Subject: RE: 12-bar blues on record before 1921
From: GUEST,Jerome Clark
Date: 08 May 16 - 09:11 PM

An excellent book on the subject is Peter C. Muir's Long Lost Blues: Popular Blues in America, 1850-1920 (University of Illinois Press, 2010). A truly eye-opening treatment which altered my understanding of the music, it has the additional virtue, not shared by all books on blues, of grinding no axes, just telling the story in a reasonable, balanced, and engaging manner.


Post - Top - Home - Printer Friendly - Translate

Subject: RE: 12-bar blues on record before 1921
From: FreddyHeadey
Date: 09 May 16 - 09:21 AM

Dragging some text into the search box can find some UK streamable YouTube versions :


"Nigger Blues" Al Bernard's 1919 (ref JS on another YT page)
Edison Blue Ambrol #3766 "Nigger Blues"

"Hesitation Blues" Al Bernard
Al Bernard sings "Hesitation Blues" on Edison Blue Amberol 3738 1919 cylinder

"St Louis Blues" no artist or date
Edison Blue Amberol #3930 "St Louis Blues"

"Chain Gang Blues" Sam Moore 1921
Sam Moore - Chain Gang Blues (1921)

"Teasing The Frets" Nick Lucas 1922
"Teasing The Frets" Nick Lucas(1922)




~~~~
"Crazy Blues" Mamie Smith - (1920)
Mamie Smith - Crazy Blues (1920)


Post - Top - Home - Printer Friendly - Translate

Subject: RE: 12-bar blues on record before 1921
From: GUEST,Joseph Scott
Date: 10 May 16 - 02:58 AM

"It's important to note that just because a song has 'blues' in the title doesn't mean it's a 12-bar blues or in a standard form." Yes, IIRC there's no 12-bar -- or idiomatic 16-bar a la Lemon Jefferson's "One Dime Blues," either* -- in these tunes listed as that redhotjazz page:

Blame It On The Blues
Chinese Blues
Ghost of The Terrible Blues
Honolulu Blues
I've Got The Blues For Home Sweet Home
Money Blues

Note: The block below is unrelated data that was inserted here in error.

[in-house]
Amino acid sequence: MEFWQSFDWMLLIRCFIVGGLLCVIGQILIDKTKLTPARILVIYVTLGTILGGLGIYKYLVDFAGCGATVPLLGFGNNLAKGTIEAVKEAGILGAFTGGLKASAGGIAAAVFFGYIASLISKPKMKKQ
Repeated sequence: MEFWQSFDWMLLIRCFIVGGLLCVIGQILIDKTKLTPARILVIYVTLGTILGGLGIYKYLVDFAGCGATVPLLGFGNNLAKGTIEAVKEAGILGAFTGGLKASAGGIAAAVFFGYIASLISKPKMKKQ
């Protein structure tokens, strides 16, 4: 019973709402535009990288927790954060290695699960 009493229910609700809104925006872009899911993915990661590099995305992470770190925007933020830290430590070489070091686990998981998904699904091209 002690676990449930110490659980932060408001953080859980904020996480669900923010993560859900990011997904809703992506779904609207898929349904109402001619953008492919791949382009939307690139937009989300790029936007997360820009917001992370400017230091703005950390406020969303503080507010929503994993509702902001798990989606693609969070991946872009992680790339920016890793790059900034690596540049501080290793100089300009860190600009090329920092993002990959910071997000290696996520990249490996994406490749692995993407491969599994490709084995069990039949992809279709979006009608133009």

Paradise Blues

You might think that coming up with a tune title like "Chinese Blues" was a white innovation, but the black singer Baby Brown was already singing her own "Chinese Blues" for black listeners in 1913, and the black singer Estelle Harris was singing her "The Blues In The Indian Style" for black listeners in 1911.

Tennessee Blues by Warner and Holt, listed on the redhotjazz page, does include 12-bar.

*An early recording of 16-bar blues is the Victor Military Band doing Euday Bowman's "Kansas City Blues" in 1916.


Post - Top - Home - Printer Friendly - Translate

Subject: RE: 12-bar blues on record before 1921
From: 12-stringer
Date: 10 May 16 - 01:53 PM

What about "All Night Long"? Obviously it's been Tin Pan Alleyed, but its publication history goes back to at least 1891 ("Ain't Dat a Shame, Bill Bailey" by Queen and Wilson, "as sung with great success by Tascot, the White Coon"). Uncle Dave cut this as "Ain't It a Shame to Keep Your Honey Out in the Rain," 1926, with the usual Macon liberties, and John McGhee did a gtr/hca recording for Gennett in 1928 ("Bill Bailey, Ain't That a Shame," credited on Champion as "John Hutchens").

Sheldon Brooks lifted the melody for his 1911 hit, "All Night Long." For a pop recording by Ada Jones and Billy Murray, https://www.youtube.com/watch?v=wE0h65gORhI

The melody is undoubtedly of folk origin and has been used repeatedly, at least in hillbilly music. All the 1920s-1940s recordings of "All Night Long" that I'm familiar with are parodies, though Frank Hutchison and Roy Acuff start theirs off with a verse from Sheldon Brooks; Acuff's goes on to not quite Bang Boys territory -- had he gotten there, he could have greeted the Turner Bros in 1947. The tune also carries "Boll Weevil Blues," "Battleship of Maine," A P Carter's "My Clinch Mountain Home," and Oscar Ford's "Married Life Blues," among others. It was always my own blues-ish go-to for improvised topical and smutty songs.


Post - Top - Home - Printer Friendly - Translate

Subject: RE: 12-bar blues on record before 1921
From: Richie
Date: 10 May 16 - 05:35 PM

Hi,

I love "All Night Long" used to sing it with "Louisville" in it when I
lived there.

I thought "One Dime Blues" was an eight-bar blues like "Crow Jane Blues" which dates back to the early 1900s but it probably wasn't recorded the mid-20s if I recollect. I guess if you do eight bars twice it's sixteen :)

Some sixteen bar songs like "Careless Love" resemble blues songs and Handy called it one of the first blues.

I should have checked the link better,